In this assignment, start the process of building or buying your own dream home (this is a theme that we will carry on throughout this course) – why a dream home? A dream home is a concept that we can all relate to and it has all of the elements of a project according to the PMBOK® Guide: ‘A project is a temporary endeavor undertaken to create a unique product, service, or result’. Let’s assume you inherited sufficiently large amount of money or won a lottery and now you are in position to fulfil your dream- to build the house, to buy a house, condo, cottage, mansion, summer home…name it. You do not want to build anything but rather to buy- just fine for this assignment. Make your dream wish and draft a project charter for the project team you will engage in this project.
In this assignment you will create your dream home’s project charter. According to the PMBOK® Guide: A project charter is a document issued by the project initiator or sponsor that formally authorizes the existence of a project and provides the project manager with the authority to apply organizational resources to project activities.
To prepare for this assignment, read the following sections of the PMBOK® Guide:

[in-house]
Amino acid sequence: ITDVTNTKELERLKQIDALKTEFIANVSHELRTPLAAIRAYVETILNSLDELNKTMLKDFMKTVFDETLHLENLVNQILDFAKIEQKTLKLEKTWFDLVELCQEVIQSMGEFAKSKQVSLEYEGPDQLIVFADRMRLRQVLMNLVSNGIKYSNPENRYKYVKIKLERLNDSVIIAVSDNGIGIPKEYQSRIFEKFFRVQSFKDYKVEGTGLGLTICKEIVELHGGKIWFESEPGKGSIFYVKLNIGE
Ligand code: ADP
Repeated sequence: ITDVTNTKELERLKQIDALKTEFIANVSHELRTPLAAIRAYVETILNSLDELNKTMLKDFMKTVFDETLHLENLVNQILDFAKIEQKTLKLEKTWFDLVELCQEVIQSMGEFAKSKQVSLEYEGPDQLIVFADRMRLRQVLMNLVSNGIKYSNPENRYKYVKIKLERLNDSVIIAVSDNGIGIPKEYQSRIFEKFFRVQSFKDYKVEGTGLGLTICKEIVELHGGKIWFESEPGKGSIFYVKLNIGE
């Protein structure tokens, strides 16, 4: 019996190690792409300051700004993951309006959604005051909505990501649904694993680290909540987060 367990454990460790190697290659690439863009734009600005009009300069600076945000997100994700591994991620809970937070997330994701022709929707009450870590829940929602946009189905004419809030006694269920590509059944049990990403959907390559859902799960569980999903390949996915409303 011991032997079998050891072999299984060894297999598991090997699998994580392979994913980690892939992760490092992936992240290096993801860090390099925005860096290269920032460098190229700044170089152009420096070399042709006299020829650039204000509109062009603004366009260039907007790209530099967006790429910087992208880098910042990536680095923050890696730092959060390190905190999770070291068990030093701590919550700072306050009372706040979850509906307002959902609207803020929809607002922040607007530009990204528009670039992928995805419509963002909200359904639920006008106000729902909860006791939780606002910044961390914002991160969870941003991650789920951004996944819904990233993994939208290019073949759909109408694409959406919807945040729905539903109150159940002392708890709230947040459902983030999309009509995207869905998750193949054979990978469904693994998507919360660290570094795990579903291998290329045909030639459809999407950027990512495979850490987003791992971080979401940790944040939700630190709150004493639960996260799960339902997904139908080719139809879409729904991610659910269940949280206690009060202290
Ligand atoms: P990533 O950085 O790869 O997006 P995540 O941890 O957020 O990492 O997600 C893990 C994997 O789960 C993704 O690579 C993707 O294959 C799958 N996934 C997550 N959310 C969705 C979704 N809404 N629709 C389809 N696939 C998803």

- Section 4.1. Develop Project Charter
- Section 5.3. Define Scope
- Section 184.108.40.206 Business Documents
- Section 4.1.3. Develop Project Charter: outputs
- Sections 5.2 Collect Requirements
- Sections 13.1. Identify Stakeholders
Your personal learning objectives for this assignment are to:
- Develop an understanding of how a project charter is used within a project environment.
- Demonstrate a practical understanding of the information content needed within a project charter.
- Describe a project using project management terminology, concepts and industry best practices as outlined in the PMBOK® Guide.
“Dream Home Charter” Background
One of the objectives of this assignment is for you to demonstrate appropriate information content that would be provided in a project charter. As such, the amount of information provided to you is limited – you are expected to ‘make up’ information where gaps exist in the provided information, and present what information you feel would be appropriate to complete the assignment. (Note: You are not expected to be an expert in house design, and you will not be assessed on the accuracy of the information provided – only on the appropriateness of the information and how the information is presented.)